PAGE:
Born in Melbourne, Australia, Caldicott received her medical degree in 1961 from the University of Adelaide Medical School. In 1977, she joined the staff of the Children’s Hospital Medical Center in Boston and was a teacher at the Harvard Medical School in pediatrics from 1977 to 1978. In 1980 she left her medical career in order to concentrate on calling the world’s attention to what she perceived as the “insanity” of the world’s increasing supply of nuclear weapons and national stockpiles.
Her media presence sparked in 1982, when she was featured in the Canadian Oscar-winning documentary, If You Love This Planet. Also in 1982, she founded the Women’s Action for Nuclear Disarmament (WAND) in the United States, which was later renamed Women’s Action for New Directions, a group dedicated to reducing or redirecting military spending towards what it perceives as unmet social issues. During her time in the United States from 1977 to 1986, Caldicott was involved with Physicians for Social Responsibility (founded originally in 1961), an organization of 23,000 doctors committed to educating others on nuclear dangers. She also worked abroad to establish similar groups that focused on education about nuclear power, nuclear weapons and nuclear war. One such international group (International Physicians for the Prevention of Nuclear War) was awarded the Nobel Peace Prize in 1985).
In 1995, Caldicott returned to the United States, where she lectured for the New School of Social Research on the Media, Global Politics, and the Environment. She also hosted a weekly radio show on WBAI (Pacifica) and became the Founding President of STAR (Standing for Truth About Radiation) Foundation.
Her sixth book, The New Nuclear Danger: George W. Bush’s Military Industrial Complex was published in 2001. While touring with that book, she founded the Nuclear Policy Research Institute, headquartered in Washington, DC. NPRI seeks to facilitate an ongoing public education campaign in the mainstream media about what it perceives as the dangers of nuclear weapons and power programs and policies. It is led by both Caldicott and executive Director Julie R. Enszer. NPRI has attempted to create a consensus to end the nuclear age by means of public education campaigns, establishing a presence in the mainstream media, and sponsoring high-profile symposia.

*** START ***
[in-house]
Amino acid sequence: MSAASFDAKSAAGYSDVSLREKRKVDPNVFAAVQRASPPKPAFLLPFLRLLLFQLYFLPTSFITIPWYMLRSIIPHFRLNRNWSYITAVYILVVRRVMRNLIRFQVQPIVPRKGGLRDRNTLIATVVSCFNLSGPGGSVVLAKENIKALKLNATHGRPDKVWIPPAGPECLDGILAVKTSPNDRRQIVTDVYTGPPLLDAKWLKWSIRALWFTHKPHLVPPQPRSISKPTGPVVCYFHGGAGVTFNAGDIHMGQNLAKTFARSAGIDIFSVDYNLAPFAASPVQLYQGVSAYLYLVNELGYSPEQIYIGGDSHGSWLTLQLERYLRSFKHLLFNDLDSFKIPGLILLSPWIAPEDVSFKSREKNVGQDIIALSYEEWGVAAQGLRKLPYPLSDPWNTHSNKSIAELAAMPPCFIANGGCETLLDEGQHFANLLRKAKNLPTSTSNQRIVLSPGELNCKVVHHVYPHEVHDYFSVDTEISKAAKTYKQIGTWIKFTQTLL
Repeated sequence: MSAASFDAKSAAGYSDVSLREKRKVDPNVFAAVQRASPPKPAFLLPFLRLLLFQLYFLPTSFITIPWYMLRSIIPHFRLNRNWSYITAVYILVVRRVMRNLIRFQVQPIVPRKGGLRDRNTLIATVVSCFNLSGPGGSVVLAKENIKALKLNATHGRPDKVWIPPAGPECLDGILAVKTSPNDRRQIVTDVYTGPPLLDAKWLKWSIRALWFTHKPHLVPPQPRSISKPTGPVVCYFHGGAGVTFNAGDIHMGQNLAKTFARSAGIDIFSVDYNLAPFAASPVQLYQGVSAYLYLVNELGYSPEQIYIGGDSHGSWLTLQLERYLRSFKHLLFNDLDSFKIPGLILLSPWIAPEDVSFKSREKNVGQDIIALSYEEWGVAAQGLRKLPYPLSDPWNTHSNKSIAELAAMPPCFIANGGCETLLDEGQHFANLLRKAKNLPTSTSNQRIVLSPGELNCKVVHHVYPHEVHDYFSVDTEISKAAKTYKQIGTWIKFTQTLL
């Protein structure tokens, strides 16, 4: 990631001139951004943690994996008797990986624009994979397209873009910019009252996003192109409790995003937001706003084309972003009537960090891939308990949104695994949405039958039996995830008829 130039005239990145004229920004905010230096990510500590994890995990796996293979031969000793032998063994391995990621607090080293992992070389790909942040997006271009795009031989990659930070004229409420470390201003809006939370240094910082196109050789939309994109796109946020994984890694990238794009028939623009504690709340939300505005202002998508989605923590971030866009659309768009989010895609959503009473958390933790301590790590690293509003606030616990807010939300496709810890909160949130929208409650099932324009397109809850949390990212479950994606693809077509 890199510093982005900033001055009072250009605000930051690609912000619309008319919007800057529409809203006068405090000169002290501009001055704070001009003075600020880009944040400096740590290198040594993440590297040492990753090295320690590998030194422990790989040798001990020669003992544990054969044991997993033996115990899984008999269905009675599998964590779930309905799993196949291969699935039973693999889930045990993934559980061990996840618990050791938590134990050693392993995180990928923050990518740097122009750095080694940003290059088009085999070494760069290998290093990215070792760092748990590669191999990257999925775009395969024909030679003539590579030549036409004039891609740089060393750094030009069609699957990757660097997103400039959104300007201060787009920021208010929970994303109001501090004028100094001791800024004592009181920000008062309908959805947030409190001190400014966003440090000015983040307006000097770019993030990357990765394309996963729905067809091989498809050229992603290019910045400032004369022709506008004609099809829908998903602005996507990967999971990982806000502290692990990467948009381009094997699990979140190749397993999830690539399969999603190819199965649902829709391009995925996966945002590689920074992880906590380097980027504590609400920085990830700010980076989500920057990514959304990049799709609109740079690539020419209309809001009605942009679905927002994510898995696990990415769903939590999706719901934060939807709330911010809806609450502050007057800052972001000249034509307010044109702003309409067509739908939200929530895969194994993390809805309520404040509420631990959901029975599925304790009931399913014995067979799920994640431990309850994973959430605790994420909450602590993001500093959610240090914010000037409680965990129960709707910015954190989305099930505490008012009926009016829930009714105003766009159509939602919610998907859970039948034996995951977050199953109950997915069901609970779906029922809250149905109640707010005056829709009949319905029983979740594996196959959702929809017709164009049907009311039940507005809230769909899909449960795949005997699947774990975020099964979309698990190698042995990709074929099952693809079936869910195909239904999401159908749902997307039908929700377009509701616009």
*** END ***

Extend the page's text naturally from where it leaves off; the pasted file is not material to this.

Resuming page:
A 2004 documentary film, Helen’s War: Portrait of a Dissident, provides a profound insight into Dr. Caldicott’s life through the eyes of her skeptical and questioning niece, filmmaker Anna Broinowski.
Caldicott current splits her time between the United States and Australia and continues to lecture widely to promote her views on nuclear weapons and power. She has been awarded 19 honorary doctoral degrees and was nominated for the Nobel Peace Prize by Nobel Laureate Linus Pauling. She was awarded the Lannan Foundation Prize for Cultural Freedom in 2003, and in 2006, the Peace Organisation of Australia presented her with the inaugural Australian Peace Prize “for her longstanding commitment to raising awareness about the medical and environmental hazards of the nuclear age.” The Smithsonian Institution has named Caldicott as one of the most influential women of the 20th century.
â€”Courtesy of Wikipedia
If You Love This Planet: A Plan to Save the Earth
by Helen Caldicott